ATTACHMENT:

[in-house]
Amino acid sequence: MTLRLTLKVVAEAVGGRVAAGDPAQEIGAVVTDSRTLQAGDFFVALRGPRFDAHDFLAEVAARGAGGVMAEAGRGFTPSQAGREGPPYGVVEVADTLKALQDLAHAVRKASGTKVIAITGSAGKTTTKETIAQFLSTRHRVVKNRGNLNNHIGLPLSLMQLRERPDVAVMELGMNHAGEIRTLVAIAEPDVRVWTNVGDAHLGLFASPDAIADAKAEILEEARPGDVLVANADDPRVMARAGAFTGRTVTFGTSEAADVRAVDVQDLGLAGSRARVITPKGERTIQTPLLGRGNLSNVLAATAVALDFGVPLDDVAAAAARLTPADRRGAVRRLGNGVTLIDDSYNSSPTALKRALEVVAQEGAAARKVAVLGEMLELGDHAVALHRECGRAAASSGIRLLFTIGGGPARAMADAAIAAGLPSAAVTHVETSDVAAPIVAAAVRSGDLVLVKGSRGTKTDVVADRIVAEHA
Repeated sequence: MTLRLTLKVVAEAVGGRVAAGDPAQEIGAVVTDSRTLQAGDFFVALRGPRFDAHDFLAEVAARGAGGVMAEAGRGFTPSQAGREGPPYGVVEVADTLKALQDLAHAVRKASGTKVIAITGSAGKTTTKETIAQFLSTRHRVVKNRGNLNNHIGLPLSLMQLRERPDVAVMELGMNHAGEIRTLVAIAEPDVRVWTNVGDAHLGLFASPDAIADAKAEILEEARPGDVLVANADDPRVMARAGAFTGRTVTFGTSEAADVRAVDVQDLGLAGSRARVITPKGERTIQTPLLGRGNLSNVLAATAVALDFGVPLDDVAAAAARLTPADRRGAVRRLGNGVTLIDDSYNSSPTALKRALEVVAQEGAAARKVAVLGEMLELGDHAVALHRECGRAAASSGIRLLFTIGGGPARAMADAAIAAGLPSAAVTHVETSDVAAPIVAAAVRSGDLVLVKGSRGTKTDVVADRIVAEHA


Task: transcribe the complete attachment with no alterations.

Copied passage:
[in-house]
Amino acid sequence: MTLRLTLKVVAEAVGGRVAAGDPAQEIGAVVTDSRTLQAGDFFVALRGPRFDAHDFLAEVAARGAGGVMAEAGRGFTPSQAGREGPPYGVVEVADTLKALQDLAHAVRKASGTKVIAITGSAGKTTTKETIAQFLSTRHRVVKNRGNLNNHIGLPLSLMQLRERPDVAVMELGMNHAGEIRTLVAIAEPDVRVWTNVGDAHLGLFASPDAIADAKAEILEEARPGDVLVANADDPRVMARAGAFTGRTVTFGTSEAADVRAVDVQDLGLAGSRARVITPKGERTIQTPLLGRGNLSNVLAATAVALDFGVPLDDVAAAAARLTPADRRGAVRRLGNGVTLIDDSYNSSPTALKRALEVVAQEGAAARKVAVLGEMLELGDHAVALHRECGRAAASSGIRLLFTIGGGPARAMADAAIAAGLPSAAVTHVETSDVAAPIVAAAVRSGDLVLVKGSRGTKTDVVADRIVAEHA
Repeated sequence: MTLRLTLKVVAEAVGGRVAAGDPAQEIGAVVTDSRTLQAGDFFVALRGPRFDAHDFLAEVAARGAGGVMAEAGRGFTPSQAGREGPPYGVVEVADTLKALQDLAHAVRKASGTKVIAITGSAGKTTTKETIAQFLSTRHRVVKNRGNLNNHIGLPLSLMQLRERPDVAVMELGMNHAGEIRTLVAIAEPDVRVWTNVGDAHLGLFASPDAIADAKAEILEEARPGDVLVANADDPRVMARAGAFTGRTVTFGTSEAADVRAVDVQDLGLAGSRARVITPKGERTIQTPLLGRGNLSNVLAATAVALDFGVPLDDVAAAAARLTPADRRGAVRRLGNGVTLIDDSYNSSPTALKRALEVVAQEGAAARKVAVLGEMLELGDHAVALHRECGRAAASSGIRLLFTIGGGPARAMADAAIAAGLPSAAVTHVETSDVAAPIVAAAVRSGDLVLVKGSRGTKTDVVADRIVAEHA